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Publication numberUS4676940 A
Publication typeGrant
Application numberUS 06/718,375
Publication dateJun 30, 1987
Filing dateApr 1, 1985
Priority dateApr 1, 1985
Fee statusLapsed
Also published asCA1277487C, DE3680226D1, EP0197702A2, EP0197702A3, EP0197702B1
Publication number06718375, 718375, US 4676940 A, US 4676940A, US-A-4676940, US4676940 A, US4676940A
InventorsJonathan J. Kim, Viswanathan Venkateswaran, Richard C. Phoenix
Original AssigneeKennecott Corporation
Export CitationBiBTeX, EndNote, RefMan
External Links: USPTO, USPTO Assignment, Espacenet
Reduced cycle time
US 4676940 A
Abstract
A process for the sintering of silicon carbide refractory or ceramic articles using plasma arc gases. In the process of the invention, a formed silicon carbide article is heated in a plasma fired furnace to a sintering temperature of between 2000° C.-2500° C. at a heating rate of 300° C./hr-2000° C./hr, and held at the sintering temperature for 0.1-2 hours. The enthalpy of the plasma gas is 2000 BTU/lb-4000 BTU/lb, when nitrogen is used as the plasma gas. The total cycle time for the process of the invention, including cooling and loading, is 1.5-20 hours. Silicon carbide articles, produced in accordance with the invention, have high strength, high density, high corrosion resistance and high dimensional stability.
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Claims(17)
We claim:
1. A process for sintering a formed silicon carbide article using a plasma heated gas comprising the following steps:
(a) Heating the silicon carbide article by a plasma heated gas to a sintering temperature of 2000° C. to 2500° C., at a heating rate of 300° C./hr to 2000° C./hr wherein the temperature difference between the surface and center of the silicon carbide article is less than or equal to 25° C.; and
(b) Holding the article at the sintering temperature for 0.1 hour to 2 hours.
2. A process in accordance with claim 1 wherein the plasma heated gas is nitrogen.
3. A process in accordance with claim 2 wherein the nitrogen plasma gas has an enthalpy of 2000 BTU/lb to 4000 BTU/lb.
4. A process in accordance with claim 3 wherein the preferred nitrogen plasma gas enthalpy is 3000 BTU/lb.
5. A process in accordance with claim 2 wherein the nitrogen plasma gas temperature is 4000° C. to 6000° C.
6. A process in accordance with claim 5 wherein the preferred nitrogen plasma gas temperature is 5000° C.
7. A process in accordance with claim 2 wherein the preferred sintering temperature is 2325° C.
8. A process in accordance with claim 1 wherein the plasma heated gas is argon.
9. A process in accordance with claim 8 wherein the argon plasma gas has an enthalpy of 700 BTU/lb-1200 BTU/lb.
10. A process in accordance with claim 8 wherein the argon plasma gas temperature is 4000° C. to 6000° C.
11. A process in accordance with claim 8 wherein the preferred sintering temperature is 2200° C.
12. A process in accordance with claim 1 further comprising the step of cooling the article at a rate of 300° C./hr to 2000° C./hr.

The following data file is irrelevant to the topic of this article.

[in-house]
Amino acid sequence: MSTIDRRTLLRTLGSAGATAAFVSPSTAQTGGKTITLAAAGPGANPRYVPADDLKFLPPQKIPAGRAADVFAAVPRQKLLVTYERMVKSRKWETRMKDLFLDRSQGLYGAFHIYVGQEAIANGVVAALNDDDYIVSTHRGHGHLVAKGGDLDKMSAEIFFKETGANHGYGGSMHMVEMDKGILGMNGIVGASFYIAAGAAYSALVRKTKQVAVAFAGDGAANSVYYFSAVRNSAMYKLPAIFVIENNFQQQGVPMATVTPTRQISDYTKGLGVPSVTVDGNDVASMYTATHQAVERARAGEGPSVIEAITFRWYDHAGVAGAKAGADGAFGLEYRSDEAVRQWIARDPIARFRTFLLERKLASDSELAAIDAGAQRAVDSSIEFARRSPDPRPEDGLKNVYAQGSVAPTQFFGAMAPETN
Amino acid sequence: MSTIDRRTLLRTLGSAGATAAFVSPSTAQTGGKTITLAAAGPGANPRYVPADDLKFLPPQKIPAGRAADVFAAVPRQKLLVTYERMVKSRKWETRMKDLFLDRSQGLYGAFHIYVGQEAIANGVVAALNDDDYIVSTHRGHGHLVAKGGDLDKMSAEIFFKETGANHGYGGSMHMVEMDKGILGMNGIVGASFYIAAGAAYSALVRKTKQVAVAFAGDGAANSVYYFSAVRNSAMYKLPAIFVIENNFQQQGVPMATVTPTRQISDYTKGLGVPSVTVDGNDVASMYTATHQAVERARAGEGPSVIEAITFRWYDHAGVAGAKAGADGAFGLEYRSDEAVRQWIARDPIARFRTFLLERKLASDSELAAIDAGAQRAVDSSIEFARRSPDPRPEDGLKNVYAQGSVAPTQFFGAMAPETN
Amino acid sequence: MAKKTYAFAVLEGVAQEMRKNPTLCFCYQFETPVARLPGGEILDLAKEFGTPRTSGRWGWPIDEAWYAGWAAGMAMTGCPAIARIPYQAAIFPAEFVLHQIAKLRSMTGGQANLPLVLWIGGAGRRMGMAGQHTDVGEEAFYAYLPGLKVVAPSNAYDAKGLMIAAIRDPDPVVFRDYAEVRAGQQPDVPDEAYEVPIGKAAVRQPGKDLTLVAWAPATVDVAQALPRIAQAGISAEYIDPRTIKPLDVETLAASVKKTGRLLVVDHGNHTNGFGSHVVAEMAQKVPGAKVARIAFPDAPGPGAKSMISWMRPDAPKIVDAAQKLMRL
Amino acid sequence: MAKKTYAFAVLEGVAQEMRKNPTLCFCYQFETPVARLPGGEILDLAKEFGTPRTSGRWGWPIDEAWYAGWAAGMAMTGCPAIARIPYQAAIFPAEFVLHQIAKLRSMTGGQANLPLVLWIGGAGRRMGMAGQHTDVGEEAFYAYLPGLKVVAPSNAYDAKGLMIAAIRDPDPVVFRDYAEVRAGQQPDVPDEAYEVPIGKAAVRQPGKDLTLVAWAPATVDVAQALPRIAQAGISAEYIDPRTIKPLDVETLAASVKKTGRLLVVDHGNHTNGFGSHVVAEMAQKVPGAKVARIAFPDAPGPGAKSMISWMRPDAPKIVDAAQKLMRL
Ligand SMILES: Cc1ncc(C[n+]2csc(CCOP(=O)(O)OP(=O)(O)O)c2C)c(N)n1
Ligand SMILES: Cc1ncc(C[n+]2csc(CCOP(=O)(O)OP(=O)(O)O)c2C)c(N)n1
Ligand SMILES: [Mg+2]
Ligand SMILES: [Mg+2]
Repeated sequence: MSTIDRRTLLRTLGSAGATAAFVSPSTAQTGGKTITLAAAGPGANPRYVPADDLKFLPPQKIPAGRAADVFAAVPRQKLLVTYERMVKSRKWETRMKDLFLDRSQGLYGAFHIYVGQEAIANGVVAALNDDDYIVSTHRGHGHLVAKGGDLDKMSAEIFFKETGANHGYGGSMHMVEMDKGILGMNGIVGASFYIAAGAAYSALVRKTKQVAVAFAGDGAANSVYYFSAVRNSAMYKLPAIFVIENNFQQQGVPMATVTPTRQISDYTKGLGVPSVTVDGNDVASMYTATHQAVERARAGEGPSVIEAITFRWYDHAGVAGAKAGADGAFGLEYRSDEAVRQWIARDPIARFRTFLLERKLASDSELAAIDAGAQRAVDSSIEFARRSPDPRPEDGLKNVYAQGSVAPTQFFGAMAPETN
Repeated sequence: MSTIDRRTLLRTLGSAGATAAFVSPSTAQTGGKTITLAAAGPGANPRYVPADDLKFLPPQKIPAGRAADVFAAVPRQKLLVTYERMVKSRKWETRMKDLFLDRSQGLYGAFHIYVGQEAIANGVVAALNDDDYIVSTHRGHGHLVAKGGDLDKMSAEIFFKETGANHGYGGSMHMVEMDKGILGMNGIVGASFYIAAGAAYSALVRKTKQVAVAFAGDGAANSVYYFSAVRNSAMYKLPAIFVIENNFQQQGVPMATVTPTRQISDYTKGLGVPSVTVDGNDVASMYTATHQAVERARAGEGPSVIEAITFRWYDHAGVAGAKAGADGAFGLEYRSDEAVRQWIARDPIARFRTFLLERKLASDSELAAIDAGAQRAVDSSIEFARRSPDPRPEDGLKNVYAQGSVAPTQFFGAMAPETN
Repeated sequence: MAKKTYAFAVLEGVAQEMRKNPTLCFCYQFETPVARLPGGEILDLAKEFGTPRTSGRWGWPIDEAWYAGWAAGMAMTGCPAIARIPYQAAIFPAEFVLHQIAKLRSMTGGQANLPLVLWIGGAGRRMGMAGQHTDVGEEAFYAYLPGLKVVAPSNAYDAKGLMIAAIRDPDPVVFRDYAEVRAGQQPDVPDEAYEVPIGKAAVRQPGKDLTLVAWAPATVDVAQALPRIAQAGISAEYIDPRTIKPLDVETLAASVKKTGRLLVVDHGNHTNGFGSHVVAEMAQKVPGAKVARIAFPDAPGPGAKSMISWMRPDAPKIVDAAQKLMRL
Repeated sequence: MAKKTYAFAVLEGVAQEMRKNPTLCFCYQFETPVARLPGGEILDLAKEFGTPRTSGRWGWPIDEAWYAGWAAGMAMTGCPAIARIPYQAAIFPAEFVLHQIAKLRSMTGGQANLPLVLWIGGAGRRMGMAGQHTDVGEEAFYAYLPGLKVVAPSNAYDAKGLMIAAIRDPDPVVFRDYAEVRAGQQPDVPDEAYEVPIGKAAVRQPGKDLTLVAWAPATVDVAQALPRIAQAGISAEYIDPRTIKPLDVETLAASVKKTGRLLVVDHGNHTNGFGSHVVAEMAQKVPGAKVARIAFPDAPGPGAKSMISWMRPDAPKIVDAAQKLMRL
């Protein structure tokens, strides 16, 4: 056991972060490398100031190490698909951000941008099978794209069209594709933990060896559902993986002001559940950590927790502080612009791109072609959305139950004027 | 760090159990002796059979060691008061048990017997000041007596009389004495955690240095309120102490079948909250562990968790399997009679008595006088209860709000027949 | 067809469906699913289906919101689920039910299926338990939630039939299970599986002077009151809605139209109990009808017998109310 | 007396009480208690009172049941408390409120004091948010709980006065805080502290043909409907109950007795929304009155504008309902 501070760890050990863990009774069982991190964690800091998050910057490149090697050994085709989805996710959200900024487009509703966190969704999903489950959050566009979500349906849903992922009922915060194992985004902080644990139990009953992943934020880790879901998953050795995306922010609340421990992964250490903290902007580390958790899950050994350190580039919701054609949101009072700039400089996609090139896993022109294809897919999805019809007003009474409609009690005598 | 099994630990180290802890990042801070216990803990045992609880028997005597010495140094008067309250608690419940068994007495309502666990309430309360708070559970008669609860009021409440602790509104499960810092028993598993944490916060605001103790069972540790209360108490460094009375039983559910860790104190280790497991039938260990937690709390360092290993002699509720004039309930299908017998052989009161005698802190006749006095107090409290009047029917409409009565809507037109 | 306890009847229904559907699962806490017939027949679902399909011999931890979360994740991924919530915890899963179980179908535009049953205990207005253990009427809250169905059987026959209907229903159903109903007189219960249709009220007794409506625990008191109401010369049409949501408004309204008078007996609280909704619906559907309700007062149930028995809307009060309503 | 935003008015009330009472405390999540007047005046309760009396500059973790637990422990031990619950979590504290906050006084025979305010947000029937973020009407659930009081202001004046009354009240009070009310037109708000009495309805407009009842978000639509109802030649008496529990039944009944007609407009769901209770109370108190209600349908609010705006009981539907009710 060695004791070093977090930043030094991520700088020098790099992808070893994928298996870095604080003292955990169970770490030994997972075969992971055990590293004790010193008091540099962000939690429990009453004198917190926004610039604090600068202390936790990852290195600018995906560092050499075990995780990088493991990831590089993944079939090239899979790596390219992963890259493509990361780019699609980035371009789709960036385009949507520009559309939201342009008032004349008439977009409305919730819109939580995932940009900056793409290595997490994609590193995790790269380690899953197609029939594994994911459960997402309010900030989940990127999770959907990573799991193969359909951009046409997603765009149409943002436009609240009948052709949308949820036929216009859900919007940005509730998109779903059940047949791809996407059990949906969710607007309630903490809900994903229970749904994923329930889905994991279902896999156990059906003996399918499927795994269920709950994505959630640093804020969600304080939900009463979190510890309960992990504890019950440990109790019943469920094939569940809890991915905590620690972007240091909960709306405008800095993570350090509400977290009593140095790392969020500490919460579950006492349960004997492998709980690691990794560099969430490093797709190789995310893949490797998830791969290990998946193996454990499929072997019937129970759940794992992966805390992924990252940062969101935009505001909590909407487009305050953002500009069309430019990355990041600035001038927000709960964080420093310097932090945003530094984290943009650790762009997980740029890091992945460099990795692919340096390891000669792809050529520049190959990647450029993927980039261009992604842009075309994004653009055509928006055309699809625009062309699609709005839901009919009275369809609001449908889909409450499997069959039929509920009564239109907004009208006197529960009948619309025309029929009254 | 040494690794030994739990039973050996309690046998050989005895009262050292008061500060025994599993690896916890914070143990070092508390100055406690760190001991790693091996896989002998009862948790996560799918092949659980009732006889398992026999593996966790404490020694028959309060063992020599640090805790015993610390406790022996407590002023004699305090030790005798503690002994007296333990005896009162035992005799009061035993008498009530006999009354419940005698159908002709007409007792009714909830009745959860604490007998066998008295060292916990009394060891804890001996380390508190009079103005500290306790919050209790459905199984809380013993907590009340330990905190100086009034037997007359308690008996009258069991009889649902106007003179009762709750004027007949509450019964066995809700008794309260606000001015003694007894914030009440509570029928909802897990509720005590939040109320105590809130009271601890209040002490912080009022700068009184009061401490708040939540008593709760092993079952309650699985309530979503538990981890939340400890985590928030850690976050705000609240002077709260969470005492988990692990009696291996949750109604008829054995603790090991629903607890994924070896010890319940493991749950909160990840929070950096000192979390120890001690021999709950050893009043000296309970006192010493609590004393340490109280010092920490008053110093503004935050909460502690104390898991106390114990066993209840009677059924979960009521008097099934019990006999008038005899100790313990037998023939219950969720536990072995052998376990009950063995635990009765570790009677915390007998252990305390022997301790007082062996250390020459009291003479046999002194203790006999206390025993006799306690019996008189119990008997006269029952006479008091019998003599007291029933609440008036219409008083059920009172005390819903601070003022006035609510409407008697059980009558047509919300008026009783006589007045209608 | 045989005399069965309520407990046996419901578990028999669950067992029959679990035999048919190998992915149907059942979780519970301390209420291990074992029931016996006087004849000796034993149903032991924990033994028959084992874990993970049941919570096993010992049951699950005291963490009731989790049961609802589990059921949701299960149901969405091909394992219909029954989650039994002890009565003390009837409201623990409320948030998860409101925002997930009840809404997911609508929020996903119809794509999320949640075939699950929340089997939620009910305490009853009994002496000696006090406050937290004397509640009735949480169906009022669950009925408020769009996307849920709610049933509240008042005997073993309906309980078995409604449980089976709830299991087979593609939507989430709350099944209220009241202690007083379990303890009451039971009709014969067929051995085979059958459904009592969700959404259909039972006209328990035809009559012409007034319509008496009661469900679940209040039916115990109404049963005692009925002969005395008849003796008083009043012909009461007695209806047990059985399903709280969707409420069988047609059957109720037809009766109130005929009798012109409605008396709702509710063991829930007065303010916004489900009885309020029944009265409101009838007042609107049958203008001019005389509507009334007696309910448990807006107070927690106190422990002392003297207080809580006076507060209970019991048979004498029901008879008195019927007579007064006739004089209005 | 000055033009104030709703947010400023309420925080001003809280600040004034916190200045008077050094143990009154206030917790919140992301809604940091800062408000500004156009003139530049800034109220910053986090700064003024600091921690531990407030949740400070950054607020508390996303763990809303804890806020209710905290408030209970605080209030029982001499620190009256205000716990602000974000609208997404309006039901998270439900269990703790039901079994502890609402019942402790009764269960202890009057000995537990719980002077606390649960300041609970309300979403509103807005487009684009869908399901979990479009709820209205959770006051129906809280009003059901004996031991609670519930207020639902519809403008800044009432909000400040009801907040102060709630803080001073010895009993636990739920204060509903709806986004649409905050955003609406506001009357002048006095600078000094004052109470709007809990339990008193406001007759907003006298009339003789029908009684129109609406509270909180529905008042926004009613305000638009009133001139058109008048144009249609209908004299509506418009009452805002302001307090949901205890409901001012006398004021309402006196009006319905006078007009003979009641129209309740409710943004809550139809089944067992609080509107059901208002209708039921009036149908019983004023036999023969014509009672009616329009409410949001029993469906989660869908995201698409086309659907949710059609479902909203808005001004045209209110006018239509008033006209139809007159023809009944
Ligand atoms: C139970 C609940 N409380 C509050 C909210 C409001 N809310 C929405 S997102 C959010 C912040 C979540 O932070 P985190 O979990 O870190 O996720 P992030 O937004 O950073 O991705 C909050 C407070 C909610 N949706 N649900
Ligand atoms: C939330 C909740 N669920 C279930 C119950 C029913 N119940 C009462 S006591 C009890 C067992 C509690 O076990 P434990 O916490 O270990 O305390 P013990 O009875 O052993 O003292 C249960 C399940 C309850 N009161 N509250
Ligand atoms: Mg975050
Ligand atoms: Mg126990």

13. A process in accordance with claim 12 wherein the total cycle time, including cooling and loading, is 1.5 hours to 20 hours.
14. A process in accordance with claim 1 wherein the the green load density is 3 lbs/ft3 to 30 lbs/ft3.
15. A process in accordance with claim 14 wherein the preferred green load density is 10 lbs/ft3.
16. A process in accordance with claim 1 wherein the silicon carbide is alpha silicon carbide.
17. A sintered silicon carbide article produced in accordance with the process of claims 1 or 16.
Description
BACKGROUND OF THE INVENTION

This invention relates to an efficient process for the sintering of silicon carbide articles in a plasma gas atmosphere. Silicon carbide articles, produced in accordance with the invention, have superior qualities to prior art sintered articles.

Silicon carbide has several physical and chemical properties which make it an excellent material for high temperature, structural uses. Mechanically, silicon carbide is a hard, rigid, brittle solid which does not yield to applied stresses even at temperatures approaching its decomposition temperature. Because of its high thermal conductivity, silicon carbide is an excellent material for heat exchangers, muffle type furnaces, crucibles, gas-turbine engines and retorts in the carbothermic production and distillation of zinc Silicon carbide is also used in electrical resistance elements, ceramic tiles, boilers, around tapping holes, in heat treating, annealing and forging furnaces, in gas producers, and in other places where strength at high temperatures, shock resistance and slag resistance are required. Properties associated with silicon carbide refractory and ceramic materials are superior strength, high elastic modulus, high fracture toughness, corrosion resistance, abrasion resistance, thermal resistance, and low specific gravity.

Prior art sintering processes for silicon carbide, in general, tend to be inefficient and slow. Long furnace retention times are necessary when using conventional sintering processes, which results in poor energy utilization, excessive furnace gas consumption and high maintenance costs.

Many ceramic or refractory materials are sintered in prior art tunnel or periodic kilns which are fired by energy released from the combustion of fossil fuels with air or oxygen. If the ceramic or refractory material can be exposed to air and/or the products of combustion, then the kiln may be directly fired, in which case, the heating and utilization of energy may be reasonably efficient. However, sintering of silicon carbide should be performed in the absence of oxygen or oxygen-bearing gases, including water and carbon dioxide, to prevent formation of oxides, which may result in products having undesirable physical and chemical properties. Under such conditions, fossil fuel-fired furnaces may be used but the ceramic or refractory materials must be kept in a controlled environment, such as a retort, isolated from the combustion products of the fuel. Such heating is indirect, inefficient and slow. On a commercial scale, an apparatus such as a tunnel kiln requires about 70-90 hours (including the cooling cycle) to sinter silicon carbide refractory or ceramic materials.